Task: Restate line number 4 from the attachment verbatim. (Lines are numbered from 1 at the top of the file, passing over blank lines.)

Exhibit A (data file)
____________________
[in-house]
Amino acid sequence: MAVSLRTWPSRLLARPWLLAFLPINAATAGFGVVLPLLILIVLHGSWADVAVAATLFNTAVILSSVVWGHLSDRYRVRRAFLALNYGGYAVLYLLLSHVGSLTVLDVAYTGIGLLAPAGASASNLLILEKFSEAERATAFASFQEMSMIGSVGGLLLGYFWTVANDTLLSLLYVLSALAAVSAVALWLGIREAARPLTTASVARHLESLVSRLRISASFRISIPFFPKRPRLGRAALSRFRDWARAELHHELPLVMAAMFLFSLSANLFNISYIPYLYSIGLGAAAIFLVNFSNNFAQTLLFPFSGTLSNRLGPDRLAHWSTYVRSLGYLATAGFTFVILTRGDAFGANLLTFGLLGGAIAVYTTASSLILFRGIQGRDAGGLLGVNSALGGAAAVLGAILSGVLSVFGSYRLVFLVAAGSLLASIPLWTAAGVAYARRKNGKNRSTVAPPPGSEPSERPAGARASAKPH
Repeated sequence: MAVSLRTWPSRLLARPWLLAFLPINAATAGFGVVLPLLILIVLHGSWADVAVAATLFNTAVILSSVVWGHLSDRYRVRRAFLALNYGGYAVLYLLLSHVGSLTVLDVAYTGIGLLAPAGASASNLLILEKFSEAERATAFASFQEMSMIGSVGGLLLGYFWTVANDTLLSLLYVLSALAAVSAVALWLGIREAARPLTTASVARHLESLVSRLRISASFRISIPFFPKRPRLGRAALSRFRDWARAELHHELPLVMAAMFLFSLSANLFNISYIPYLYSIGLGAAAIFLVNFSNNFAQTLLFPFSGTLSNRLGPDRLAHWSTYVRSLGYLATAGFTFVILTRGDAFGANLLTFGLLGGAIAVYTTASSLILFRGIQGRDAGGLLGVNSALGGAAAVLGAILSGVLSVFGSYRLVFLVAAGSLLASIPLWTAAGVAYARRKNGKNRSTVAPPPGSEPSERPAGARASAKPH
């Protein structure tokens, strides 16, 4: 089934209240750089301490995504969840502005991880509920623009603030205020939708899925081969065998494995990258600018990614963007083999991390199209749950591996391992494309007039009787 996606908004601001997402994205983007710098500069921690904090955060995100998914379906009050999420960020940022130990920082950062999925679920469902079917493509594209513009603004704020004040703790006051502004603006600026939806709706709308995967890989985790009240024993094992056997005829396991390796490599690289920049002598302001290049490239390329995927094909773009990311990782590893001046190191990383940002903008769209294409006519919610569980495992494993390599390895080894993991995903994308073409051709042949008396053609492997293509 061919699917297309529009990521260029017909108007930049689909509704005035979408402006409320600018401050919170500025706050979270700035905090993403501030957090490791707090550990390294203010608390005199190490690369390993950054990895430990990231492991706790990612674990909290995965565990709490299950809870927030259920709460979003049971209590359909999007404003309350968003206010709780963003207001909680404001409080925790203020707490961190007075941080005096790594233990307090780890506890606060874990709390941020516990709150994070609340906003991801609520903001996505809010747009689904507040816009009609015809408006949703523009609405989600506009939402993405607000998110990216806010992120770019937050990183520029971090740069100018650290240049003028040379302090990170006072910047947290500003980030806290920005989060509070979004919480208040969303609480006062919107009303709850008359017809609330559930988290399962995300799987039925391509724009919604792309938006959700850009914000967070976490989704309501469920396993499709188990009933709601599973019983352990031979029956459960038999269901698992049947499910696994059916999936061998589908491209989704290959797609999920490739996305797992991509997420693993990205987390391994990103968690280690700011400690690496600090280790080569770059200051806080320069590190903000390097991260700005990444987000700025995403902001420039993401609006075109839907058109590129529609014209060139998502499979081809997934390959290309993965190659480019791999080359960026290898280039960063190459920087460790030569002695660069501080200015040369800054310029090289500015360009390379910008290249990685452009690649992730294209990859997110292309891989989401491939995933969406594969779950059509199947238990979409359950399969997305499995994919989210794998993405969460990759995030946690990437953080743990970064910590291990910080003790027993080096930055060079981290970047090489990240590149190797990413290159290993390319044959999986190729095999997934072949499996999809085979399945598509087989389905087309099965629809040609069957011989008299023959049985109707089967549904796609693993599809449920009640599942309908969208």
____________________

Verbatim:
């Protein structure tokens, strides 16, 4: 089934209240750089301490995504969840502005991880509920623009603030205020939708899925081969065998494995990258600018990614963007083999991390199209749950591996391992494309007039009787 996606908004601001997402994205983007710098500069921690904090955060995100998914379906009050999420960020940022130990920082950062999925679920469902079917493509594209513009603004704020004040703790006051502004603006600026939806709706709308995967890989985790009240024993094992056997005829396991390796490599690289920049002598302001290049490239390329995927094909773009990311990782590893001046190191990383940002903008769209294409006519919610569980495992494993390599390895080894993991995903994308073409051709042949008396053609492997293509 061919699917297309529009990521260029017909108007930049689909509704005035979408402006409320600018401050919170500025706050979270700035905090993403501030957090490791707090550990390294203010608390005199190490690369390993950054990895430990990231492991706790990612674990909290995965565990709490299950809870927030259920709460979003049971209590359909999007404003309350968003206010709780963003207001909680404001409080925790203020707490961190007075941080005096790594233990307090780890506890606060874990709390941020516990709150994070609340906003991801609520903001996505809010747009689904507040816009009609015809408006949703523009609405989600506009939402993405607000998110990216806010992120770019937050990183520029971090740069100018650290240049003028040379302090990170006072910047947290500003980030806290920005989060509070979004919480208040969303609480006062919107009303709850008359017809609330559930988290399962995300799987039925391509724009919604792309938006959700850009914000967070976490989704309501469920396993499709188990009933709601599973019983352990031979029956459960038999269901698992049947499910696994059916999936061998589908491209989704290959797609999920490739996305797992991509997420693993990205987390391994990103968690280690700011400690690496600090280790080569770059200051806080320069590190903000390097991260700005990444987000700025995403902001420039993401609006075109839907058109590129529609014209060139998502499979081809997934390959290309993965190659480019791999080359960026290898280039960063190459920087460790030569002695660069501080200015040369800054310029090289500015360009390379910008290249990685452009690649992730294209990859997110292309891989989401491939995933969406594969779950059509199947238990979409359950399969997305499995994919989210794998993405969460990759995030946690990437953080743990970064910590291990910080003790027993080096930055060079981290970047090489990240590149190797990413290159290993390319044959999986190729095999997934072949499996999809085979399945598509087989389905087309099965629809040609069957011989008299023959049985109707089967549904796609693993599809449920009640599942309908969208």